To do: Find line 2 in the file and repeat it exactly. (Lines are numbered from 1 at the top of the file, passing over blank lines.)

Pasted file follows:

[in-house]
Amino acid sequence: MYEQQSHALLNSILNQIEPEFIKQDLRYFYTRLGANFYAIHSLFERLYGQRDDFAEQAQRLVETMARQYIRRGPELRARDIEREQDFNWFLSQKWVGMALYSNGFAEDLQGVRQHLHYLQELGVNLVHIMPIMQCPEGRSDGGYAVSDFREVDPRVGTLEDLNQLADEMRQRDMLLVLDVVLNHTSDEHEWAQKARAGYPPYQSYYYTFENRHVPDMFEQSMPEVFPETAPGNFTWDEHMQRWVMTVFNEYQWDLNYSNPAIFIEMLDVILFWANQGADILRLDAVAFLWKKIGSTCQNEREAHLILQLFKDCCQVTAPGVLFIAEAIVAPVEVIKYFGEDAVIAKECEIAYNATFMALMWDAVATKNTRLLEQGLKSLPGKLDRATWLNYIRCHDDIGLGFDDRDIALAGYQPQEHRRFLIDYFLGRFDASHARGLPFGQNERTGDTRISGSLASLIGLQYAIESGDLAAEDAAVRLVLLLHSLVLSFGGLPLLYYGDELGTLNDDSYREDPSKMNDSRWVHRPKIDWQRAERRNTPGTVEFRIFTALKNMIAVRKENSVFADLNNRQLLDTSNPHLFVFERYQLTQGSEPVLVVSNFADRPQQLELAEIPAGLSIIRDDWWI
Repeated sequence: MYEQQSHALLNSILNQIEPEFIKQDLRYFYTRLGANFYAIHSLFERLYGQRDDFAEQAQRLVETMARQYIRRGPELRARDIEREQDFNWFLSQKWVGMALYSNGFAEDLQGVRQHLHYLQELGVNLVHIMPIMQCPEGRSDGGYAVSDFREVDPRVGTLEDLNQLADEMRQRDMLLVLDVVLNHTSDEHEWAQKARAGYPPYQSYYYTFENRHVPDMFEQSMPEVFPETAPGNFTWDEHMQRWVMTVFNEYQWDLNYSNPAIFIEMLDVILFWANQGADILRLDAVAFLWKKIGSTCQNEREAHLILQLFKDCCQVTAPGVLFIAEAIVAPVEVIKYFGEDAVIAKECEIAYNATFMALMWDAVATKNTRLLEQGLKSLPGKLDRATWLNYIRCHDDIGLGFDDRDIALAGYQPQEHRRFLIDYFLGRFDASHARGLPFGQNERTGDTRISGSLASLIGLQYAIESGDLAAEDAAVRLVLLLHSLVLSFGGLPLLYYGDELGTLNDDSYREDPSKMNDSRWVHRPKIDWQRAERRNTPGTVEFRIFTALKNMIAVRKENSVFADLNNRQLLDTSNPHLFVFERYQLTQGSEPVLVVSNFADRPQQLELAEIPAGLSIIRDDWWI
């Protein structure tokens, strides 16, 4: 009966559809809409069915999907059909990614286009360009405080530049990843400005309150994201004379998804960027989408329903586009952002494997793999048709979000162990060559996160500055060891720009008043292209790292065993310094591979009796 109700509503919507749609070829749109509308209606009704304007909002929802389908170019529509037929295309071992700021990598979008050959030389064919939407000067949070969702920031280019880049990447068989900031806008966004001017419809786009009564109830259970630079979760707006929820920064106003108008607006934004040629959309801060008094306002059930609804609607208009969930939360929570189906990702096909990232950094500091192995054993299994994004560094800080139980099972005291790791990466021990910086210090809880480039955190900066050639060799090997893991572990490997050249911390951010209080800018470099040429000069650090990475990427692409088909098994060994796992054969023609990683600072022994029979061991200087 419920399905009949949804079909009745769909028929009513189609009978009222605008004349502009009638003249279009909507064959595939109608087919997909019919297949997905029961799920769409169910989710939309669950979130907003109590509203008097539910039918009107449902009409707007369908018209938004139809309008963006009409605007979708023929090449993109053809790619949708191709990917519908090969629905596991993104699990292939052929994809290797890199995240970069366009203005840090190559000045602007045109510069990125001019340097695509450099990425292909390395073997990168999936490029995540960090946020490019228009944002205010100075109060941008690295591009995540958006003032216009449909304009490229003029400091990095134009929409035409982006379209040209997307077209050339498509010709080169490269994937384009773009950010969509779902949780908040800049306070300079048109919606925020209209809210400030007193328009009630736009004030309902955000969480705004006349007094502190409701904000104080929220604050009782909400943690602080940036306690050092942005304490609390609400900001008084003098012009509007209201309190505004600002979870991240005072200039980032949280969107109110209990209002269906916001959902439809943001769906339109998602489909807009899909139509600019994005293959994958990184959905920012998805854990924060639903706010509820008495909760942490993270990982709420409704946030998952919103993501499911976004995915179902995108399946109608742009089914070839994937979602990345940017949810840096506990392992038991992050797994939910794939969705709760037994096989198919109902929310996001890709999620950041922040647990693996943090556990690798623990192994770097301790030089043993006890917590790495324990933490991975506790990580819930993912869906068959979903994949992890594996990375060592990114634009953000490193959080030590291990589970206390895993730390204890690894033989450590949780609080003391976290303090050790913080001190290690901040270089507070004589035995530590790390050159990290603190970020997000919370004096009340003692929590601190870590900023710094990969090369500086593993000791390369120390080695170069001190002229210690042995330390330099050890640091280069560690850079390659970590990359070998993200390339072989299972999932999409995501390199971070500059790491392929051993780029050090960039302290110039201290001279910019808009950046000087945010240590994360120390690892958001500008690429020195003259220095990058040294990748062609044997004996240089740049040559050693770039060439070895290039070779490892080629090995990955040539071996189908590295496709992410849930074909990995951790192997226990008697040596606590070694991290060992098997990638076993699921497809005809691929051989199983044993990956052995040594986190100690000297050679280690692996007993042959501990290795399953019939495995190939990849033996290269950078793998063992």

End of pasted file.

Amino acid sequence: MYEQQSHALLNSILNQIEPEFIKQDLRYFYTRLGANFYAIHSLFERLYGQRDDFAEQAQRLVETMARQYIRRGPELRARDIEREQDFNWFLSQKWVGMALYSNGFAEDLQGVRQHLHYLQELGVNLVHIMPIMQCPEGRSDGGYAVSDFREVDPRVGTLEDLNQLADEMRQRDMLLVLDVVLNHTSDEHEWAQKARAGYPPYQSYYYTFENRHVPDMFEQSMPEVFPETAPGNFTWDEHMQRWVMTVFNEYQWDLNYSNPAIFIEMLDVILFWANQGADILRLDAVAFLWKKIGSTCQNEREAHLILQLFKDCCQVTAPGVLFIAEAIVAPVEVIKYFGEDAVIAKECEIAYNATFMALMWDAVATKNTRLLEQGLKSLPGKLDRATWLNYIRCHDDIGLGFDDRDIALAGYQPQEHRRFLIDYFLGRFDASHARGLPFGQNERTGDTRISGSLASLIGLQYAIESGDLAAEDAAVRLVLLLHSLVLSFGGLPLLYYGDELGTLNDDSYREDPSKMNDSRWVHRPKIDWQRAERRNTPGTVEFRIFTALKNMIAVRKENSVFADLNNRQLLDTSNPHLFVFERYQLTQGSEPVLVVSNFADRPQQLELAEIPAGLSIIRDDWWI